Conflict in Syria is now in its fifth year and has become the world’s largest humanitarian crisis after the Second World War.
A European Commission report shows 12.2 million in need of assistance inside the country and the United Nations Office for the Coordination of Humanitarian Affairs (UNOCHA) reports of around 7.6 million of internal displaced persons (IDPs). Based on United Nations High Commissioner for Refugees (UNHCR) more than 4 million left the country and fled to Lebanon, Jordan, Turkey, Iraq, Egypt, and North Africa and further into Europe.
The international crisis group report New approach in Southern Syria emphasized status quo approaches is disastrous with hundreds of Syrians continue to be killed each week in addition to more than 200.000 already dead in the conflict. The civil war has a capacity of overspill into a greater neighborhood with increasing radicalism and extreme groups gaining support.
As the International Crisis Group wrote about the Syrian opposition being highly fluid and the membership, alliances and the ideology are prone to shift which makes categorizing the groups tricky for outside analysts, policymakers and even rebels themselves. A distinction can be made between thawari (revolutionary) and Salafi-jihadi groups. Thawri groups define their political agenda within Syria’s border and seek international support and identify explicitly with the “Syrian revolution”. Their platforms range from non-ideological to Salafi Islamist. Estimation of number of rebels fighting in Syria against Assad’s regime is between 75.000 and 115.000. Lack of financing, organizing and chronic failure of mainstream rebel forces to fight effectively and work together has led many foreign fighters on the side of fighting for radical and more extremist groups. Recruiting is enabled because of bad organization which gains no international support. There is much confusion to describe numerous different groups fighting in Syria because of similar or different agendas, shifting support and coalitions. Some groups have realized the lack of cooperation since we have seen the consolidation of a thawari coalition where more than 49 factions joined to form the Southern Front.
The Salafi-jihad groups reject borders of Syria and they mention Levantine jihad. The groups embrace an international agenda and aim to overthrow the Assad’s and entire nation-state regime. They do not cooperate with Western and regional states as thawri groups. The Salafi-jihad category includes the Islamic State (IS), Jabhat al-Nusra and al-Qaeda . IS is based on Syrian activists composed mainly of foreign fighters. To make things worse, those mentioned group sometimes cooperate in specific actions, but they and others have also fought each other. Civil war has seen many Islamists and more moderate rebel group attacking IS across the country. Free Syrian Army, Jabahat al-Nusra and Islamic state are names of the groups that most of the foreign fighters have joined so far. Richard Barre and the Soufan group have in essay Foreign fighters in Syria from 2014 wrote that over 12.000 foreign fighters have gone to Syria only in three years and they come from 81 different countries in the world. In his opinion the Syrian war is likely to be an incubator for a new generation of terrorist and it may once pose a significant global threat.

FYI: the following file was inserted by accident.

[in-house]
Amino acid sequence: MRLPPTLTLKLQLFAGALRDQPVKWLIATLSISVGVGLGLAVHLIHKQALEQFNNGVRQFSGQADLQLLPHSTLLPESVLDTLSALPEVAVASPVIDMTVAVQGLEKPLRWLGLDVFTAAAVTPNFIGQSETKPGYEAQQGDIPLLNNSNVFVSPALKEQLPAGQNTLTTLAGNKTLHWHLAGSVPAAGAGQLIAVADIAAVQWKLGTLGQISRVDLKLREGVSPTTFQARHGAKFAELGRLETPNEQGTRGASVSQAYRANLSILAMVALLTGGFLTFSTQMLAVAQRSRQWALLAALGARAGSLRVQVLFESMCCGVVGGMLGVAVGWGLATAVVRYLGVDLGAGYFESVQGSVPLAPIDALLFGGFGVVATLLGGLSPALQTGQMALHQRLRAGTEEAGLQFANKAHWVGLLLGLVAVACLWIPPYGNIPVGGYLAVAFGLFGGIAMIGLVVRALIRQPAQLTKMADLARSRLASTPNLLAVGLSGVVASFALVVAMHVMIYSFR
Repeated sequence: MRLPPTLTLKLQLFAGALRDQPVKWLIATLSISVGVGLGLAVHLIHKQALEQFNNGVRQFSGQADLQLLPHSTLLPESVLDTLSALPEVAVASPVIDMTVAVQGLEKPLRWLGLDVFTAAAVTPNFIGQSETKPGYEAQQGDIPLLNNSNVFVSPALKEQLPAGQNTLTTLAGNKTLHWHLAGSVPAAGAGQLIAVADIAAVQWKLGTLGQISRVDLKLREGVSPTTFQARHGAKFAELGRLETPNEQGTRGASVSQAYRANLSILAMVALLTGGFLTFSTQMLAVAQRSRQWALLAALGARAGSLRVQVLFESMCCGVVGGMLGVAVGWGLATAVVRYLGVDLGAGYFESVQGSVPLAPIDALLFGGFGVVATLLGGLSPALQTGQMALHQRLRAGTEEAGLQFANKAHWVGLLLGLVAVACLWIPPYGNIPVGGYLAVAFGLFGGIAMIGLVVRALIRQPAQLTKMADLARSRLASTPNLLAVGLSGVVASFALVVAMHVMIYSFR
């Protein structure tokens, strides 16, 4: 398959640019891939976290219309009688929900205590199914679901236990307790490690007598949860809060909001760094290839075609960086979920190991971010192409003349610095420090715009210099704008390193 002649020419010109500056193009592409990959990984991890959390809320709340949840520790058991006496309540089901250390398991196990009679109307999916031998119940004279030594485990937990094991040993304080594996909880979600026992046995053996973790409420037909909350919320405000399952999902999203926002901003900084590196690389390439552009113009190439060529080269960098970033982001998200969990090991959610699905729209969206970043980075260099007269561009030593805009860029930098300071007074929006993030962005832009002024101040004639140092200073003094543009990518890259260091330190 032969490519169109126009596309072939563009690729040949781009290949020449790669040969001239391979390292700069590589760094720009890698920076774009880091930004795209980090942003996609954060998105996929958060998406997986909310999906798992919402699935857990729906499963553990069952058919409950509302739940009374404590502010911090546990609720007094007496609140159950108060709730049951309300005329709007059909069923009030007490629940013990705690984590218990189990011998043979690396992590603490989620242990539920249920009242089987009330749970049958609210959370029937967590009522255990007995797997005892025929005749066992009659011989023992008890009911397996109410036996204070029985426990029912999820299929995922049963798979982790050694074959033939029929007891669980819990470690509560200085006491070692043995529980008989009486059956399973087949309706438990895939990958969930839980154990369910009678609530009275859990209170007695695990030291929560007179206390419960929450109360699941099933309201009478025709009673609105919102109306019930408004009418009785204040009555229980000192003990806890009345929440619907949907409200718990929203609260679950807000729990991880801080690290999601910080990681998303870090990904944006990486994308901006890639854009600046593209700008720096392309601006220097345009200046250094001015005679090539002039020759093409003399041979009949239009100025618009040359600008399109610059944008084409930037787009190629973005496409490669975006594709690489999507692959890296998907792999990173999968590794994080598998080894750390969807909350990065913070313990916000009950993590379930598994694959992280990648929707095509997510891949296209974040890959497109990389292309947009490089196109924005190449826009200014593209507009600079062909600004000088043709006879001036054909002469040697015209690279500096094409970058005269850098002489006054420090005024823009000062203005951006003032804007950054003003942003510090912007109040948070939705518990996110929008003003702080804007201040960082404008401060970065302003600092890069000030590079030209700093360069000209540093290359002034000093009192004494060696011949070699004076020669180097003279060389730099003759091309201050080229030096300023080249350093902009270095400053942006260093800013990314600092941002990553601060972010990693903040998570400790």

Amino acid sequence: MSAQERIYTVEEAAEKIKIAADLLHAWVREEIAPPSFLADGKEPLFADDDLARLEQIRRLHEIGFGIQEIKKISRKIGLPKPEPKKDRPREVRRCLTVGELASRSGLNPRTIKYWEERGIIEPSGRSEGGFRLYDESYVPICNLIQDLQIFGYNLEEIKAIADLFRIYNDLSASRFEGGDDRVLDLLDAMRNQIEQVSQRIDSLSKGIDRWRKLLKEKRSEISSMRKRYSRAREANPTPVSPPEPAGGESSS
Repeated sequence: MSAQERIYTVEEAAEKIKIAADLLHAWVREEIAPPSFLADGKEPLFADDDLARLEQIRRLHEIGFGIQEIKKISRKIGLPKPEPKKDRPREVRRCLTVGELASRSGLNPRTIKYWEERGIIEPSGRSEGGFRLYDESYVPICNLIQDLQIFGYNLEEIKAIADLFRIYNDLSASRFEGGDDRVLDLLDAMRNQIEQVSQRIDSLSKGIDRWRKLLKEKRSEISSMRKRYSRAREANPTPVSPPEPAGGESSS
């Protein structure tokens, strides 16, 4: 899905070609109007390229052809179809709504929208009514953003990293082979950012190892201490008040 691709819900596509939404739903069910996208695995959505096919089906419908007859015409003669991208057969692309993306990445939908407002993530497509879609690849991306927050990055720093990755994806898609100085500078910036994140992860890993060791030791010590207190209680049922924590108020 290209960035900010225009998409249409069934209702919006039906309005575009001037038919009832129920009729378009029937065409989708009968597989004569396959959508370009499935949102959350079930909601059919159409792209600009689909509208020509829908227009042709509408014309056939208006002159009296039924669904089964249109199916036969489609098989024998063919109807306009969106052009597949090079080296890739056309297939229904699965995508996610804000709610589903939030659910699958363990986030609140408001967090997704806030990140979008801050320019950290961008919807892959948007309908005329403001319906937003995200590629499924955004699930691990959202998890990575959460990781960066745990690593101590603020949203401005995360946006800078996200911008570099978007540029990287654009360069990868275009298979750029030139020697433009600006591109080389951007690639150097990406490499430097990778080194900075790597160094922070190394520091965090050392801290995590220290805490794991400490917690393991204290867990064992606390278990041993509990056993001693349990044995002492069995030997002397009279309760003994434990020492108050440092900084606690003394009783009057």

Map of active groups in Syria from September 2015
Source: Institute for United Conflict Analysts
The regime has seen great setbacks in the south and lost significant ground during the first half of 2015 to a coalition of thawri and Salafi-jihadi rebels and to IS in central Syria. Governmental forces are faced with the steady erosion of combat capacity. The regime dependence upon Teheran is growing and different priorities can be seen from Syrian government and Iran. The combat role of Hezbollah, Iranian Revolutionary Guard Corps (IRCG) personnel and pro-Iran Shiite militias is expanding. Israelis fear about Iran and Hezbollah setting up a front against them in Syria is growing. Assad and its military exploit their greater advantage – air power. On the government side National Defence Force consists of Syria’s minority communities, gunmen of a Lebanese Shiite militant group of Hezbollah which underlines the sectarian aspect of the conflict. Many international actors are involved in the conflict direct, indirect or as proxy actors. Iran backed Shiites, which are fighting Sunnis that are supported by Gulf Arabs.
Important international actor involved in the conflict is also Russia, which significantly increased its military support for President Assad’s government with equipment and air strikes. Official stance has been they are fighting against the Islamic State but many critics have been heard, they are attacking vital interest points only to help Assad’s regime regain loss of the territory and control. On the other side, we have a United States and its support for rebel forces that are fighting against Bashar al-Assad, ISIS and other terrorist groups. Turkey is on the USA side with the support of Western European countries and Saudi Arabia backing.
Many reasons make, it is impossible to draw a strict line among many various groups and factions fighting in Syria. The number of groups is vast and many are decentralized and fighting only on concrete territory. With international community being involved in the Syrian civil war, many international agendas, goals and interest are being present on the ground that has been bleeding for about five years and that has left behind destruction and many lost lives. It is obvious the longer the war ranges the greater will be the consequences.